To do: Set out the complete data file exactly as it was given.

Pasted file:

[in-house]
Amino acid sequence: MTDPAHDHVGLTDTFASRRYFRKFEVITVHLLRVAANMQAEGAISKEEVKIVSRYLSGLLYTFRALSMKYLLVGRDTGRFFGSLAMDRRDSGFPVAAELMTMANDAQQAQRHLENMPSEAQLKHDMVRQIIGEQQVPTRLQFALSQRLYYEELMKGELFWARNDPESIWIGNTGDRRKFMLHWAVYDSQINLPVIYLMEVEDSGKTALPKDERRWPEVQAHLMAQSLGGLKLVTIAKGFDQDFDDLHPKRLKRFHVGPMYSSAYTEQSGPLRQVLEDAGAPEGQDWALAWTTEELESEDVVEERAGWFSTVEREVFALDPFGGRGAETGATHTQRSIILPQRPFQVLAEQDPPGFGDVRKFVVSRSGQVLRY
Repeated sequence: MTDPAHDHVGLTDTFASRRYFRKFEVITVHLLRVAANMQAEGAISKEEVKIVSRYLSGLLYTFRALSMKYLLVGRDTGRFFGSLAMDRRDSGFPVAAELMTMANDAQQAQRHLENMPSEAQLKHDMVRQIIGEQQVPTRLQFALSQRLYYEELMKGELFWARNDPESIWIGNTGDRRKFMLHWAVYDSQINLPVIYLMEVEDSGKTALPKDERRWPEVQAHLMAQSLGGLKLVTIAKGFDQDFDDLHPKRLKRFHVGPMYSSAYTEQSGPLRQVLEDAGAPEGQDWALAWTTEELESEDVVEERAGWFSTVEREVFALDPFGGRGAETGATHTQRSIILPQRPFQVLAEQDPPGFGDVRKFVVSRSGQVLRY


[in-house]
Amino acid sequence: MTDPAHDHVGLTDTFASRRYFRKFEVITVHLLRVAANMQAEGAISKEEVKIVSRYLSGLLYTFRALSMKYLLVGRDTGRFFGSLAMDRRDSGFPVAAELMTMANDAQQAQRHLENMPSEAQLKHDMVRQIIGEQQVPTRLQFALSQRLYYEELMKGELFWARNDPESIWIGNTGDRRKFMLHWAVYDSQINLPVIYLMEVEDSGKTALPKDERRWPEVQAHLMAQSLGGLKLVTIAKGFDQDFDDLHPKRLKRFHVGPMYSSAYTEQSGPLRQVLEDAGAPEGQDWALAWTTEELESEDVVEERAGWFSTVEREVFALDPFGGRGAETGATHTQRSIILPQRPFQVLAEQDPPGFGDVRKFVVSRSGQVLRY
Repeated sequence: MTDPAHDHVGLTDTFASRRYFRKFEVITVHLLRVAANMQAEGAISKEEVKIVSRYLSGLLYTFRALSMKYLLVGRDTGRFFGSLAMDRRDSGFPVAAELMTMANDAQQAQRHLENMPSEAQLKHDMVRQIIGEQQVPTRLQFALSQRLYYEELMKGELFWARNDPESIWIGNTGDRRKFMLHWAVYDSQINLPVIYLMEVEDSGKTALPKDERRWPEVQAHLMAQSLGGLKLVTIAKGFDQDFDDLHPKRLKRFHVGPMYSSAYTEQSGPLRQVLEDAGAPEGQDWALAWTTEELESEDVVEERAGWFSTVEREVFALDPFGGRGAETGATHTQRSIILPQRPFQVLAEQDPPGFGDVRKFVVSRSGQVLRY